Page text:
MIT Created Rocket Drone That Tops Out at Mach 0.8 Speeds

MIT partnered with the United States Air Force to create a drone rocket capable of top speeds over 600 mph and can sustain those speeds for three minutes or longer.
Shelby Rogers

There are some fast drones on the market but few hold a candle to MIT's 'rocket drone' project. This drone, called the Firefly, tops out at Mach 0.8 speeds -- approximately 614 mph (988 kph). The zeppelin-shaped drone is meant to launch from a companion fighter jet in order to collect data or serve as a distraction for an enemy's weapons. 

The drone itself only weighs two or three pounds and comes equipped with a small engine. Once deployed from the accompanying aircraft, it opens its wings and then flies around completing its task before being discarded. 

The project comes from MIT's AeroAstro group, "America's oldest and most respected university aerospace program," the group noted on its website. One of the researchers involved in developing Firefly's unique build is Tony Tao, a PhD student. Tao noted that the unconventional drone doesn't seem logical on the surface, but ultimately, the unique build of the drone is what has made it successful. 

The project stemmed from a challenge presented by the United States Air Force. They tasked the team with developing a UAV no bigger than 2.5 inches wide (6.35 cm) and 17 inches long (43.18 cm) that could fly at Mach 0.8 speeds for longer than two minutes. 

"We use this burn-rate suppressant, which—via chemical decomposition—cools the flame and changes the flame structure so that it actually burns slower," Tao said in an interview with MIT Technology Review back in August. "You don’t usually want to put a fire extinguisher inside of your fire, but that’s exactly what we’re doing."

That slow burn is what allows Firefly to outlast other rockets of that size. Thanks to the burn-rate suppressant, Firefly can cruise at rocket-level speeds for up to three minutes. Comparable rockets of that size would only last for a few seconds without the burn-rate suppressant. Firefly's motor also burns fuel from the aft end forward. This sends the exhaust traveling through a nozzle made of a graphite/ceramic composite. The drone's top is what holds the payload (if there is one), avionics, and its flight control equipment. The bottom half of the small drone is what holds the retractable wings and the narrow tail for maneuvering.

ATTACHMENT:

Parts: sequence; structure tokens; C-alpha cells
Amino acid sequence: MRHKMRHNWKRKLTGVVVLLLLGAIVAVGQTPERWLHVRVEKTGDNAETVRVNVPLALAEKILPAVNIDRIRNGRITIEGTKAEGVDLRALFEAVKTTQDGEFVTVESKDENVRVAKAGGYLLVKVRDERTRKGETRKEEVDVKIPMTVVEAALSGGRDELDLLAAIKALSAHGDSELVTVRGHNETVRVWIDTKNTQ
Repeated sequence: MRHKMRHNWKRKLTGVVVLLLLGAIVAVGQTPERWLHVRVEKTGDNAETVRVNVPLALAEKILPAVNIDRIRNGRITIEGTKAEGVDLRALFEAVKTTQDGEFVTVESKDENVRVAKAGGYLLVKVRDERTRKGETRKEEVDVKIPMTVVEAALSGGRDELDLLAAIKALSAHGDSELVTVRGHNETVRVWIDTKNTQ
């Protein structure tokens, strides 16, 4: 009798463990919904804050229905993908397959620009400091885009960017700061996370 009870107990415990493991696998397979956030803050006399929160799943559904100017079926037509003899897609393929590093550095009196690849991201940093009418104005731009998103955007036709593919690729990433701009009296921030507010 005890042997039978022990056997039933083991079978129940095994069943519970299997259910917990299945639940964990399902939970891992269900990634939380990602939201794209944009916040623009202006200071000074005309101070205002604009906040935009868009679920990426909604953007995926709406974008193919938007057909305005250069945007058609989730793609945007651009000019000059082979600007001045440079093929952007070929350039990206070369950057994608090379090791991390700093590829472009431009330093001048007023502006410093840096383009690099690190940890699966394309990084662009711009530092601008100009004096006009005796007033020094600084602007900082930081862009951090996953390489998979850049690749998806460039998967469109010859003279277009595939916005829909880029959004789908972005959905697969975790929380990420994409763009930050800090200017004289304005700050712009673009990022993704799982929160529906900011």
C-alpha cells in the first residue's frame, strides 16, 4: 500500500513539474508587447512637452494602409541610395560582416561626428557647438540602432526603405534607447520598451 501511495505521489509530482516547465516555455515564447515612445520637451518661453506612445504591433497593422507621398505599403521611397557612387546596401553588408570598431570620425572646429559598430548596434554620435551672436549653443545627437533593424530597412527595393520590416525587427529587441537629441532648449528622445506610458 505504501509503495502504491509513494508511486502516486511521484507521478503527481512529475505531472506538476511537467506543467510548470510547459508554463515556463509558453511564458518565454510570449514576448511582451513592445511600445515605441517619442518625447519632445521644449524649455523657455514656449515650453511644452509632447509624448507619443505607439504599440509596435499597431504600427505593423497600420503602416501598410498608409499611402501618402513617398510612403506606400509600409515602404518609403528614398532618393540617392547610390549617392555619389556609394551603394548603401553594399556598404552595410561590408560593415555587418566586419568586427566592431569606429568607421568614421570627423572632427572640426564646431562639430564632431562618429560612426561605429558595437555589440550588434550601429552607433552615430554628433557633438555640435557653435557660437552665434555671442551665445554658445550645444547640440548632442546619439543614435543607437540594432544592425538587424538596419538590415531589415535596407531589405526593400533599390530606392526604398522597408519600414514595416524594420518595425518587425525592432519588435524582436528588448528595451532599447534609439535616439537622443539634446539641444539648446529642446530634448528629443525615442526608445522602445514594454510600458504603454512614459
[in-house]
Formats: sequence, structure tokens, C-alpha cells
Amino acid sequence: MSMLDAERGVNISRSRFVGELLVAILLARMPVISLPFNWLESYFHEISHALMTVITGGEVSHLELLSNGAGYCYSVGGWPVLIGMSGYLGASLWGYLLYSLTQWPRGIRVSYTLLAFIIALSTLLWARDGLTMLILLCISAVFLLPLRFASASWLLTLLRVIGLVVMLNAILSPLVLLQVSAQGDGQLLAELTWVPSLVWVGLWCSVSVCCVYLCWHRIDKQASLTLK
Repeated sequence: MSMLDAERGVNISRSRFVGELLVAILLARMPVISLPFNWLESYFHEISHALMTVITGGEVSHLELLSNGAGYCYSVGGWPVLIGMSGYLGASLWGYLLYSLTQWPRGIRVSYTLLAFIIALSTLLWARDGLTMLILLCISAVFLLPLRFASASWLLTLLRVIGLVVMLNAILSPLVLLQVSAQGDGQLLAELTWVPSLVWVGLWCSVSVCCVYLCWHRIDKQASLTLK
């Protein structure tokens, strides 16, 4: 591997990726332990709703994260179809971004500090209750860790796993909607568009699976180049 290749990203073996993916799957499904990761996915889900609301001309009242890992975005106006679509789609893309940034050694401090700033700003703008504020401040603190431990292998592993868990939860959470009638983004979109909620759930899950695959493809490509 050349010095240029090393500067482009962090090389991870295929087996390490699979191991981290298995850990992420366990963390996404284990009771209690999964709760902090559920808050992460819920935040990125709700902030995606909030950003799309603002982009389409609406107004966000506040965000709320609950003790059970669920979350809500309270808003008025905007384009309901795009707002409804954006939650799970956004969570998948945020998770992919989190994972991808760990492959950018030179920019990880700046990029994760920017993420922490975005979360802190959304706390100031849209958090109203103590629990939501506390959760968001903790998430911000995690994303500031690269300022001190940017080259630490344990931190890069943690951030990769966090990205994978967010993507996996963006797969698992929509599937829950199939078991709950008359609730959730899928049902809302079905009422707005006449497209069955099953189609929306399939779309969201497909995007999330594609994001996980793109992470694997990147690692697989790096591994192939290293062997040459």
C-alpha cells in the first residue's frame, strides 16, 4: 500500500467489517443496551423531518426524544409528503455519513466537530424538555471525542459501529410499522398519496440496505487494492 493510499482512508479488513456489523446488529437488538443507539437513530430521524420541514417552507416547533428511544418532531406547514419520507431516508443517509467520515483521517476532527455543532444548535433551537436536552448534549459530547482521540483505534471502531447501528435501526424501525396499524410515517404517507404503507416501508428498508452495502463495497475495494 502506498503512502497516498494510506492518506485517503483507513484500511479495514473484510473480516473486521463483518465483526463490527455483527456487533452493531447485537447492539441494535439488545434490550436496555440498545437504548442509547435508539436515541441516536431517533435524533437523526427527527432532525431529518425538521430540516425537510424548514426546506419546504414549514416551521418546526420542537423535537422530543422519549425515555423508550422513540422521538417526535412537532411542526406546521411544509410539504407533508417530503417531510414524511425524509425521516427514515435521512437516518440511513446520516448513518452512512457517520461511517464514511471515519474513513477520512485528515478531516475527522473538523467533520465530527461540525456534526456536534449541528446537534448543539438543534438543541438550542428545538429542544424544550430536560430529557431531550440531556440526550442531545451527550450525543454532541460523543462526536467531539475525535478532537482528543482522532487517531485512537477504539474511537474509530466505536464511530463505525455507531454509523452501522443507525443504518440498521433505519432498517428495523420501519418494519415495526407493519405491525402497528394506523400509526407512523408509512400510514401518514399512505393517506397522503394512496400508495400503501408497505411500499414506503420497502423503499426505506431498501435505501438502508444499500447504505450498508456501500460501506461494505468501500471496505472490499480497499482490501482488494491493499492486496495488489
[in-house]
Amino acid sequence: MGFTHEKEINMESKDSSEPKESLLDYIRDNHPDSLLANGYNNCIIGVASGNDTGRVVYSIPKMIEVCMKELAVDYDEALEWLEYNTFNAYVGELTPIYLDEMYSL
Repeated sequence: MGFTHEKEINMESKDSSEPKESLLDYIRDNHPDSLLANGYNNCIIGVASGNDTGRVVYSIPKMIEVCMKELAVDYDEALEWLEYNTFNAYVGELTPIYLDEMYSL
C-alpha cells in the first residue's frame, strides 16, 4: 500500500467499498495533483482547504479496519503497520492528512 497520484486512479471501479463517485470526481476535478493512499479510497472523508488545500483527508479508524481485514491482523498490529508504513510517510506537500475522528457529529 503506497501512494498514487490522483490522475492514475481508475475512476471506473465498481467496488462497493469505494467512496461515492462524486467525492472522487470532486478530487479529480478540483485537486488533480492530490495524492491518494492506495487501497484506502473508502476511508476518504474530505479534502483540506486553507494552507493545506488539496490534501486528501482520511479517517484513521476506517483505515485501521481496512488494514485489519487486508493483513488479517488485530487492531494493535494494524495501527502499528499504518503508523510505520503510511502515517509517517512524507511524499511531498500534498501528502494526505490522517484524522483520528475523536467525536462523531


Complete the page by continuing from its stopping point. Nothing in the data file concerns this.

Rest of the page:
"There was no vehicle with this speed, at this size, that could deploy off an aircraft,” John Hansman, MIT professor of aeronautics and astronautics, said to Aviation Week. “It is too small for a turbine and too fast for electric, while a pulse-jet presents thermal problems."


The Firefly rocket drones have yet another element that sets the project apart. Each Firefly is 3D printed out fo titanium to its exact specifications. This makes it one of the first 3D-printed rockets to fly in the world. 

MIT is no stranger to developing drones, especially military-grade drones. In January, MIT developed autonomous swarming drones for the Pentagon. Just like Firefly, these Perdix drones will also be launched from a fighter jet and sent out to accomplish their mission. 

While Perdix made its debut in January with public testing, the Firefly team said its about a year away from being able to safely flight test the drone. They're currently finalizing engine burn tests and temperature testing on electronics. 

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